In the event, Crockatt won by a plurality of only 1,200 votes in an election in which her opponents split deeply between the Liberal and the Greens. Turnout was less than 30 per cent.
In preparation for the 2015 general election, the Liberals did their homework. They recruited Hehr, an extremely popular and successful former Alberta Liberal MLA. He may have been restricted to a motorized wheelchair as a result of being struck by a bullet fired through a car he was riding in when he was 21, but he is in many ways still the highly competitive jock he was before that disaster.
A lot of people just love Hehr. He is an admirable, personable and hard-working politician, who has succeeded in the face of great personal challenges. The Greens' Turner chose not to run and the NDP ran a lacklustre candidate. So Hehr had the field to himself as Crockatt's principal challenger.
Add to that the fact Harper's Conservatives ran a terrible, divisive campaign that hit exactly the wrong note with Canadians.
Hehr's strengths as a campaigner, and Crockatt's weaknesses, meant the result was never in doubt in Calgary Centre in 2015. Turnout was better than 70 per cent.
Foreign money in Canadian federal and provincial elections may be a problem, and tighter control of third-party spending is not a bad idea. Indeed, it should include donations from Canadian subsidiaries of foreign corporations, and cash from "political action committees" like Alberta Progressive Conservative Leader Jason Kenney's slush fund at "Alberta Can't Wait."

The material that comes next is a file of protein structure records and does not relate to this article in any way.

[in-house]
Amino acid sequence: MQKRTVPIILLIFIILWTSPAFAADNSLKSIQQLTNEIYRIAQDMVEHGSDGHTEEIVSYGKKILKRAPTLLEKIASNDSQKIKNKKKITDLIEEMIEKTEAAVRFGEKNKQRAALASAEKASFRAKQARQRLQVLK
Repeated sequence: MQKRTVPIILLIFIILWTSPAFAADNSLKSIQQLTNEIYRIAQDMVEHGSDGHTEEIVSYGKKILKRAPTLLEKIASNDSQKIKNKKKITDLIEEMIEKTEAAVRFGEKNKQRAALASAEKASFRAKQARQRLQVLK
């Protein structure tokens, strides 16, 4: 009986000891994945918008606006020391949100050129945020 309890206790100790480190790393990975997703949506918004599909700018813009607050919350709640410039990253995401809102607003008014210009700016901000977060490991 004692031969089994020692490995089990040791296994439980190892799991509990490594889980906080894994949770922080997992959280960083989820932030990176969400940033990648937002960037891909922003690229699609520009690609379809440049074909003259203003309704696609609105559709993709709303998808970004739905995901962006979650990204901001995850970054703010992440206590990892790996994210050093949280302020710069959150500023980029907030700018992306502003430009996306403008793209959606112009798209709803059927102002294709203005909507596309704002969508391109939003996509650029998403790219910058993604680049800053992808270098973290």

But for the 2015 vote that caused Crockatt to be shown the door to be characterized now as the result of foreign interference is a bit rich. Leadnow may have gotten results some places, but Canadian voters who are being spun this yarn can rest assured it had very little to do with Hehr's success.
It may suit Crockatt and the nameless, numberless Alberta Conservative MPs who are now suggesting something different, but it was a great Liberal candidate, Hehr, and a great Liberal campaign, Trudeau's, that won the election of 2015 in Calgary Centre. Claims to the contrary are codswallop.
This so-called report -- which no unbiased source has actually seen -- sounds like nothing more than sour grapes.
This post also appears on David Climenhaga's blog, AlbertaPolitics.ca.
Image: David Climenhaga